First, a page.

To convert the spectral density $$\\tilde v\$$ (in nV/√Hz) to a voltage (in VRMS), you need to multiply it by the square root of the bandwidth: $$v_\mathrm{RMS}=\tilde v \cdot \sqrt{\Delta f}$$ So for example, if the op-amp is a TLC071, with equivalent input noise voltage density of 7 nV/√Hz, the voltage noise of the op-amp contributes 7 nV/√Hz ⋅ √(22 kHz) = 1.04 μVRMS = −120 dBV.

The resistor noise and op-amp noise are similar levels, which means they'll combine to about 3 dB higher, or −117 dBV. To calculate their combination exactly, since they're uncorrelated, you need to use root sum squared: $$v_\mathrm{total}=\sqrt{{v_\mathrm{R}}^2+{v_\mathrm{OP}}^2}$$ So √(0.872+1.042) = 1.36 μVRMS = −117 dBV, as estimated.

The current noise is probably irrelevant for an FET-input op-amp, so we can skip to calculating the output noise: Just multiply the input noise by the gain of the amplifier. However, you need to multiply by the "noise gain", not the signal gain. To find the noise gain of the amp, convert your existing sources into short circuits and put a test voltage source right in series with the non-inverting input of the amp: So the op-amp will do whatever it takes for the inverting input to equal the non-inverting input. There will be one current path: $$I=\frac{V_\mathrm{out}}{R_\mathrm{f}+R_\mathrm{m}+R_\mathrm{s}+R_\mathrm{p}+R_\mathrm{g}}$$ and this is related to $$\V_\mathrm{t}\$$ by: $$V_\mathrm{t}=I(R_\mathrm{m}+R_\mathrm{s}+R_\mathrm{p})$$ combining and solving: $$\frac {V_\mathrm{out}}{V_\mathrm{t}} = \frac {R_\mathrm{f}+R_\mathrm{m}+R_\mathrm{s}+R_\mathrm{p}+R_\mathrm{g}}{R_\mathrm{m}+R_\mathrm{s}+R_\mathrm{p}}$$ So in our case, this is a noise gain of 96.2× = +39.7 dB, and our input noise of −117 dBV becomes −77 dBV at the output. (A TINA simulation gives 137.5 μVRMS = −77 dBV, for comparison.)

## More detailed steps

There are several extra steps you can do to make your calculation more accurate:

To calculate the effect of the op-amp's current noise, take the current noise and multiply it by the equivalent resistance calculated earlier. For the TLC071, this is 0.6 fA/√Hz. So, combined with $$\R_\mathrm{eq}\$$ of 2.1 kΩ, we get 0.00126 nV/√Hz. Obviously this is much smaller than the op-amp's voltage noise, so it will have no effect on the result in this example. In cases with large $$\R_\mathrm{eq}\$$, it will have an effect. You can calculate it this way and combine it with the other sources as shown above: $$v_\mathrm{total}=\sqrt{{v_\mathrm{R}}^2+{v_\mathrm{V}}^2+{v_\mathrm{I}}^2}$$ Also likely to have an effect is the bandwidth of your measurement equipment. The previous measurements assume a brickwall filter at 22 kHz, but brickwall filters can't exist in reality. You can correct for the fall-off of a real-life filter by calculating the equivalent noise bandwidth (ENBW). Here's a table of ENBW Filter correction factors vs order. See also Why are there two sets of ENBW correction factors?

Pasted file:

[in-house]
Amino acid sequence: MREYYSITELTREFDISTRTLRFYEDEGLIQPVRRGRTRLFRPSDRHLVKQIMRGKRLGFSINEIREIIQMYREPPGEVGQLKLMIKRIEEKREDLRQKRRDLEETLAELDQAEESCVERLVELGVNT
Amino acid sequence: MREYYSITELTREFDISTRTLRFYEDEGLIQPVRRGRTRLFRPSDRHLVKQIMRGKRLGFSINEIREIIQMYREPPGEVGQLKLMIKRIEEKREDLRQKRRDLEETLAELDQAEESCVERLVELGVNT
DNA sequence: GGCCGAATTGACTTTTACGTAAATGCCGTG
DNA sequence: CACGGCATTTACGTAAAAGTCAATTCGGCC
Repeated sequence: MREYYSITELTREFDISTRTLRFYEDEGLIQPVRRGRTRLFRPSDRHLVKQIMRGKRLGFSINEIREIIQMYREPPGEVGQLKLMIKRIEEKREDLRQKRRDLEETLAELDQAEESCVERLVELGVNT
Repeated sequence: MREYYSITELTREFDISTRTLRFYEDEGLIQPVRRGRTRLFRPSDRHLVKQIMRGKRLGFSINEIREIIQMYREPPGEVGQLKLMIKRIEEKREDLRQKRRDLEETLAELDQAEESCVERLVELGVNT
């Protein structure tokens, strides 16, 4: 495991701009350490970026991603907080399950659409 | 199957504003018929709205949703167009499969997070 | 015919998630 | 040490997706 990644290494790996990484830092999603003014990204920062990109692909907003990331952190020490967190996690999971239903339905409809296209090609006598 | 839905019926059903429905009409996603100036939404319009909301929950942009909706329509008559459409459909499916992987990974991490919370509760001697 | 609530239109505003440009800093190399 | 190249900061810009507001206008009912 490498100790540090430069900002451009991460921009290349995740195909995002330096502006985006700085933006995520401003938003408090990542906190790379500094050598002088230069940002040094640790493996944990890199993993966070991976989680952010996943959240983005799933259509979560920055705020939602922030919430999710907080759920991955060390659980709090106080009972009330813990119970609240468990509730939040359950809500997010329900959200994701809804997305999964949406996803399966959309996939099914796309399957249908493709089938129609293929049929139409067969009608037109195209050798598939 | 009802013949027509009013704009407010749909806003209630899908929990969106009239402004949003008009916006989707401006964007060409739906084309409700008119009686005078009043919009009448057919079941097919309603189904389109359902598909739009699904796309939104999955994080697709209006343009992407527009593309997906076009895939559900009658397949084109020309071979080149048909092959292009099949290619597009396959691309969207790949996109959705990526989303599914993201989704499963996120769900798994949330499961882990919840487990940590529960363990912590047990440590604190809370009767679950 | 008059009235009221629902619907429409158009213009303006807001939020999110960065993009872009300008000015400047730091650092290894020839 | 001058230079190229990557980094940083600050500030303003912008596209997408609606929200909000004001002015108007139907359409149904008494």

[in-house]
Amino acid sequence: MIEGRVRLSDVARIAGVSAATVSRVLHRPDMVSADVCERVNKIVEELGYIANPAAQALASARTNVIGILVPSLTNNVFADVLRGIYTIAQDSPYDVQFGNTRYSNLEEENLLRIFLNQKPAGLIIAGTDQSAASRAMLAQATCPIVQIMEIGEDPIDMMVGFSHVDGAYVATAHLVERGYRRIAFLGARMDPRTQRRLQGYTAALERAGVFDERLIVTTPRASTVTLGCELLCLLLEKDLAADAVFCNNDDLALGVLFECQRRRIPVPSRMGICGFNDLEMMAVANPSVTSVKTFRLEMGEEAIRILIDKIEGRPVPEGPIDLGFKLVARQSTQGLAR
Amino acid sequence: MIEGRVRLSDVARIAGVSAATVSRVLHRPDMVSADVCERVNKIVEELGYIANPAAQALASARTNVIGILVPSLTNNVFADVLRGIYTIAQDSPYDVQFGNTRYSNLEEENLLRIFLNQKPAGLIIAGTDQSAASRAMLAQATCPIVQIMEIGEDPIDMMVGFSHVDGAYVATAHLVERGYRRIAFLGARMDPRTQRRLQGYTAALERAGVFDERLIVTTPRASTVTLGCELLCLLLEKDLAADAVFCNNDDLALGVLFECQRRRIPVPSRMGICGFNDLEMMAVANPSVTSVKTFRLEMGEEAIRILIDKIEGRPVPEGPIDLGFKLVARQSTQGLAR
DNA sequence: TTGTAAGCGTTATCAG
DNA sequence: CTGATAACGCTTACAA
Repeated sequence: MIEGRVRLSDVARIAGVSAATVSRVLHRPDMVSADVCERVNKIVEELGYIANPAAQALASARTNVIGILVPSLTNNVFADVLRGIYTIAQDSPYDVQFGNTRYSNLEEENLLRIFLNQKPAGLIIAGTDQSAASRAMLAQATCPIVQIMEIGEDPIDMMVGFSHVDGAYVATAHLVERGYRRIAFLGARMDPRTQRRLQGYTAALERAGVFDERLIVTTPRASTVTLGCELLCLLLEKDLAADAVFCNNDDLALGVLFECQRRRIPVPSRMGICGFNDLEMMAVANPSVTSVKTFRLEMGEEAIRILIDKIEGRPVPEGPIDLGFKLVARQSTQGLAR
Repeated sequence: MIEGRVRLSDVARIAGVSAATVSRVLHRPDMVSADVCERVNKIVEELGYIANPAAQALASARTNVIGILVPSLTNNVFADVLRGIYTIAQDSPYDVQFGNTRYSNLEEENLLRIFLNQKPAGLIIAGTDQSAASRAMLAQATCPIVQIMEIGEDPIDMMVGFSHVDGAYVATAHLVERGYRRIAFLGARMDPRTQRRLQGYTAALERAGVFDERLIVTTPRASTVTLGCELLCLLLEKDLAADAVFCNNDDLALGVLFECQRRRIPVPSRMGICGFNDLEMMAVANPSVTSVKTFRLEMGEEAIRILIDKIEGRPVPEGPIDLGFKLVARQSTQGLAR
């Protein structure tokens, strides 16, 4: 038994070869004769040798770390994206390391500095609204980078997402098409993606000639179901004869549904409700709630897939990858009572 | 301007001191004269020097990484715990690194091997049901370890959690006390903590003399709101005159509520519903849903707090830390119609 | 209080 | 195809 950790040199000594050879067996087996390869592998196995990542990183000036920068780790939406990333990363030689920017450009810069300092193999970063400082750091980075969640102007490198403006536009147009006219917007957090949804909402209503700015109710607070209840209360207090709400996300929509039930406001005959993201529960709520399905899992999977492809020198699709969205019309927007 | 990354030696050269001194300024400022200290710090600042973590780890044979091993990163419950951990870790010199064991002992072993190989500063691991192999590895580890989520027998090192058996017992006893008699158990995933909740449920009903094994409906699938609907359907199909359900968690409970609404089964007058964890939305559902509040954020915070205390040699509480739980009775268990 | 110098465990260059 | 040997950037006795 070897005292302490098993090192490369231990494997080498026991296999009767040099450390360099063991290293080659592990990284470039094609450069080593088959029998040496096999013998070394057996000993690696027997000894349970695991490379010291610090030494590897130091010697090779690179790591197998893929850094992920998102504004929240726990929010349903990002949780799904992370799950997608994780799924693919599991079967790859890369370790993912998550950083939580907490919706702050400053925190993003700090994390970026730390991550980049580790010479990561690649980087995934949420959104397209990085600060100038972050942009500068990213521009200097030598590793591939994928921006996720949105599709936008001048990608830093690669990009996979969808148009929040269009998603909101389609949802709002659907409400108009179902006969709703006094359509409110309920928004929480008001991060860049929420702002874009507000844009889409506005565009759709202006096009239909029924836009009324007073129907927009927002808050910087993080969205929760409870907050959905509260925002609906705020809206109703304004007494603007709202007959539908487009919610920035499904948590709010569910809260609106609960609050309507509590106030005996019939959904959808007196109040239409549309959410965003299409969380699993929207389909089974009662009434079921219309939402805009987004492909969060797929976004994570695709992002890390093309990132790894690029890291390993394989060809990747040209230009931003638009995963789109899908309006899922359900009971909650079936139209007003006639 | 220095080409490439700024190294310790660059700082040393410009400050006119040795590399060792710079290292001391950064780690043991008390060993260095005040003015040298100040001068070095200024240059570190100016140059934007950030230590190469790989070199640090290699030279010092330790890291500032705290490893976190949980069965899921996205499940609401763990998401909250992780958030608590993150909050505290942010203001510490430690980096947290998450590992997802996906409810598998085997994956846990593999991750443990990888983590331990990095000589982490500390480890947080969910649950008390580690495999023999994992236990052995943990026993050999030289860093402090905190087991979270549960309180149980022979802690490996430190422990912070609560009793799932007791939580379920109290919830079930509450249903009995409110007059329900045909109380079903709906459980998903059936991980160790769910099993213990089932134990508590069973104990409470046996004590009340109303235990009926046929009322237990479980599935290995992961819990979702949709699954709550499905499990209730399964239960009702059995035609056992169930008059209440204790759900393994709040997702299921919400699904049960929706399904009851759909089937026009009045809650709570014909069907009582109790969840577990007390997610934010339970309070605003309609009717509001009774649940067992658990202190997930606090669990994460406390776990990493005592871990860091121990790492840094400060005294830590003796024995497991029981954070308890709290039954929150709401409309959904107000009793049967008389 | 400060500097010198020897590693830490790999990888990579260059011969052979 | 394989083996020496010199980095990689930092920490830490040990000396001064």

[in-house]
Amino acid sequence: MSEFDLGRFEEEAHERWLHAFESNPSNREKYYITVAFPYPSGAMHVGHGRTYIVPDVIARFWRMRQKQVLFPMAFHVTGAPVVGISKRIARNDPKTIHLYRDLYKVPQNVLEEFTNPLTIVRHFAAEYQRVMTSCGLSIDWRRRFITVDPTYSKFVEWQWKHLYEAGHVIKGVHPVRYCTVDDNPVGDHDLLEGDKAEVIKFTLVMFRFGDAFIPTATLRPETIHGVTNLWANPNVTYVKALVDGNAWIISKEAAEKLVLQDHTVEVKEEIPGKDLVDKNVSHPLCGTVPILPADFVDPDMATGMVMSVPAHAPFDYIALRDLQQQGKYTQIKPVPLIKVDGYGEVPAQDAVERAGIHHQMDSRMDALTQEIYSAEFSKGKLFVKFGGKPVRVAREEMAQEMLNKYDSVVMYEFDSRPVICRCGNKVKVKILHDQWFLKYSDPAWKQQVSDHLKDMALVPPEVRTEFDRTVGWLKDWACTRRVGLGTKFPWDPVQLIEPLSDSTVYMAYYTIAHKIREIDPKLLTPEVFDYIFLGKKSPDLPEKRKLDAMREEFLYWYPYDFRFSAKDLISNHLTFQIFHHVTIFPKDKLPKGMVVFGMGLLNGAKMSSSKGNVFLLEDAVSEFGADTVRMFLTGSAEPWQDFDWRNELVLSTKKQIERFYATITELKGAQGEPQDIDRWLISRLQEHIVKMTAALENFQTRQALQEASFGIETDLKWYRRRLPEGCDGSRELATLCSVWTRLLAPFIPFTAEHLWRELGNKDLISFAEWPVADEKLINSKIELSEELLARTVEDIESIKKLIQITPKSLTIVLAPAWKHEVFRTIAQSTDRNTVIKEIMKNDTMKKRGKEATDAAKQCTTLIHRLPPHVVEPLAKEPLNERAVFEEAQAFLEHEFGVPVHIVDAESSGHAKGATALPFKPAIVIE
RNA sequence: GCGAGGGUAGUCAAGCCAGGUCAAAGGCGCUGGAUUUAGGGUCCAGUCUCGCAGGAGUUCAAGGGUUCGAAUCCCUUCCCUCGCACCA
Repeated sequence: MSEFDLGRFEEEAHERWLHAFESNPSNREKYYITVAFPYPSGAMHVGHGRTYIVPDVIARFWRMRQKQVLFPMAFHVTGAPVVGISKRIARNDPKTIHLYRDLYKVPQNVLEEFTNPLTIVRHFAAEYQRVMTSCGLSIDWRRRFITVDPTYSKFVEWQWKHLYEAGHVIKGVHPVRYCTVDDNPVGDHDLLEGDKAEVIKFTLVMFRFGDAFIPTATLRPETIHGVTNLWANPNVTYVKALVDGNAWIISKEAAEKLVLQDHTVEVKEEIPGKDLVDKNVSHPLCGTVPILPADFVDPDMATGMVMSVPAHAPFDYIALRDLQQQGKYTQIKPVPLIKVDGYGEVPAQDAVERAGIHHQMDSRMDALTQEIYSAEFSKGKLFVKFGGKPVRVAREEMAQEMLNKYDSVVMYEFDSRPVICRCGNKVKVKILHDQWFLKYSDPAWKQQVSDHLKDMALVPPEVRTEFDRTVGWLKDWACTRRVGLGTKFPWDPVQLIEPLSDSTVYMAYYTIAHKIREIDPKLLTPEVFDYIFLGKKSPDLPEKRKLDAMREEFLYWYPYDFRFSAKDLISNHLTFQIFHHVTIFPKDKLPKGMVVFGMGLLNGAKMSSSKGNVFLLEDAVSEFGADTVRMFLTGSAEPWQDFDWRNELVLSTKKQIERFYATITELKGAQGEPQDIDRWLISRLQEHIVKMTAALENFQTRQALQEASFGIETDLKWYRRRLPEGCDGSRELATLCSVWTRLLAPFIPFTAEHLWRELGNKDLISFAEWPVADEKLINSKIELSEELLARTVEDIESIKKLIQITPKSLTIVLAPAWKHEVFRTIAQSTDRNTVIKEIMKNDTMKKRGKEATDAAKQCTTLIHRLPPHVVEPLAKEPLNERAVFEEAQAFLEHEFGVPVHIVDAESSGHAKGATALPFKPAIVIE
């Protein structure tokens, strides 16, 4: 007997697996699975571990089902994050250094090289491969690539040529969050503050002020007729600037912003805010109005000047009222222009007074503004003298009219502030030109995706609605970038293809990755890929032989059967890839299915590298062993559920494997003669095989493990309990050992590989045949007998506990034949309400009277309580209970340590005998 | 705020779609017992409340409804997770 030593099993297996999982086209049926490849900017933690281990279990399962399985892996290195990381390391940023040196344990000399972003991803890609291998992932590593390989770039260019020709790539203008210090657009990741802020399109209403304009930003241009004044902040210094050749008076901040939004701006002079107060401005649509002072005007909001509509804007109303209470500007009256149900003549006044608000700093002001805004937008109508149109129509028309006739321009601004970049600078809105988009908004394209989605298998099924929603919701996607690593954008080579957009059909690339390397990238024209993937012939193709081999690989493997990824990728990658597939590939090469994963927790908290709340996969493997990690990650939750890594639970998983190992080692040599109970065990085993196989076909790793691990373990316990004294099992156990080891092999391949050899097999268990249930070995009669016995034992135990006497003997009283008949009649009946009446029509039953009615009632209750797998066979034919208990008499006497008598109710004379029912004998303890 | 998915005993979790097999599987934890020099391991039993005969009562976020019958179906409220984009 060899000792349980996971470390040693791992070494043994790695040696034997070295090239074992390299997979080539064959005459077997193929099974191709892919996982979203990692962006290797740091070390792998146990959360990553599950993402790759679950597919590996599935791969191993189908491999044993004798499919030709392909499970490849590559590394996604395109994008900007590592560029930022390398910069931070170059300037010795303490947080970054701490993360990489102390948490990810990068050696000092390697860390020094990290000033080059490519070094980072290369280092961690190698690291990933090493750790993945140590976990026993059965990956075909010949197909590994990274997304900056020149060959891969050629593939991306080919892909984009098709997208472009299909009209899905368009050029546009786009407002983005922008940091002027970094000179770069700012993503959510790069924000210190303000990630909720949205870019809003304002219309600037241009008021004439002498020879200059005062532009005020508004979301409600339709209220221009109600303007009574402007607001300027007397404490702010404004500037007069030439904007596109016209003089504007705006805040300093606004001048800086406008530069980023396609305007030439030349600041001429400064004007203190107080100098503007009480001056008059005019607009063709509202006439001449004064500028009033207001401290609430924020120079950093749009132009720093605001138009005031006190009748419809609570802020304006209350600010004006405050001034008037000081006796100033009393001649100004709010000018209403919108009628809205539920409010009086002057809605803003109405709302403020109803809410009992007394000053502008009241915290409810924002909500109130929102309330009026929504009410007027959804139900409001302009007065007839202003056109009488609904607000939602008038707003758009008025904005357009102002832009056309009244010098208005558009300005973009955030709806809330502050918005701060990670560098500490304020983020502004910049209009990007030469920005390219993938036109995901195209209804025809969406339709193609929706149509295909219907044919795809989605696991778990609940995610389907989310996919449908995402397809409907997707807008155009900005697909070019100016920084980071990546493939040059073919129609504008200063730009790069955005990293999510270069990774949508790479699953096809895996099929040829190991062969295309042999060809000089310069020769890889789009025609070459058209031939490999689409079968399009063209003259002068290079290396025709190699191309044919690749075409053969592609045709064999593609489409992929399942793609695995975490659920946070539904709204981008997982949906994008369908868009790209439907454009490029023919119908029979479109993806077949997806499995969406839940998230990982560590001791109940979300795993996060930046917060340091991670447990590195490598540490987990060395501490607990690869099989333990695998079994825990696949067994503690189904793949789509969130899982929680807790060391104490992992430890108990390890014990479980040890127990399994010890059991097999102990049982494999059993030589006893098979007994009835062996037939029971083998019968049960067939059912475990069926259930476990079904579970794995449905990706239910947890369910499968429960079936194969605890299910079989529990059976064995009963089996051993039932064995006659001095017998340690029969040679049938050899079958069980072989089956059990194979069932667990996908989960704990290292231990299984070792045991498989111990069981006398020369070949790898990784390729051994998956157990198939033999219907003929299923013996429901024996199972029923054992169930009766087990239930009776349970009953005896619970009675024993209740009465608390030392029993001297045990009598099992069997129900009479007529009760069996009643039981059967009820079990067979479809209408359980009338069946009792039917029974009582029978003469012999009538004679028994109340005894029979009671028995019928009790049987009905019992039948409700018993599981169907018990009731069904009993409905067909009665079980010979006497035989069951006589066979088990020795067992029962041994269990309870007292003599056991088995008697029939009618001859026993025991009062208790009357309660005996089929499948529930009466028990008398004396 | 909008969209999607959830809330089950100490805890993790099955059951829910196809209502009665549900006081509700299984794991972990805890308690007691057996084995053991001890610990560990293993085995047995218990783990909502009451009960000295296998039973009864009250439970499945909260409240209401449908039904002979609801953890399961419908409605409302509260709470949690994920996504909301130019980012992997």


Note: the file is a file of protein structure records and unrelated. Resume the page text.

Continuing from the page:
In fact, voltage noise of the op-amp is not actually a constant. It varies with frequency, so is better written as $$\\tilde v(f)\$$. You can calculate it more accurately with numerical integration. See Noise and what does V/√Hz actually mean?

• I know this is an old thread, but I am now facing something similar myself. I am confused when you calculated the equivalent resistance in your answer. You say that (m+s+p) are in parallel with (f+g)... would you be kind enough to maybe explain how to see this, or perhaps add a basic equivalent diagram? Are both Rp and Rs shorted to ground, as well as the op amp output, to be able to see this? – teeeeee Oct 1 '19 at 11:00
• @teeeeee "you want to find the equivalent resistance seen from the inputs of the op-amp looking outward into the circuit, with voltage sources converted to short-circuits (to ground)." – endolith Oct 1 '19 at 16:07
• @teeeeee in other words, remove the op-amp, place a ground where its output used to be (since that's a controlled voltage source) and then connect a ohmmeter to where the input terminals used to be. Rf will be grounded like Rg is, so they are shorted together – endolith Oct 1 '19 at 16:08
• please forgive my struggle with this, but I'm still not seeing it. Do you mean place an Ohmmeter in series with each input, with their negative sides to ground? Or a single one that would be effectively inside the op amp across the pins? Isn't the goal here to calculate the effect the input current noise of the op amp will have? Also, do you remove the voltage source and short it to gnd as well? Maybe a sketch would really help me if you have time. Can you point me to a reference where this technique of adding the Ohmmeter and gnding the output is explained? Thanks for you pateience! – teeeeee Oct 10 '19 at 9:21
• @teeeeee Added an image to the answer – endolith Oct 10 '19 at 15:07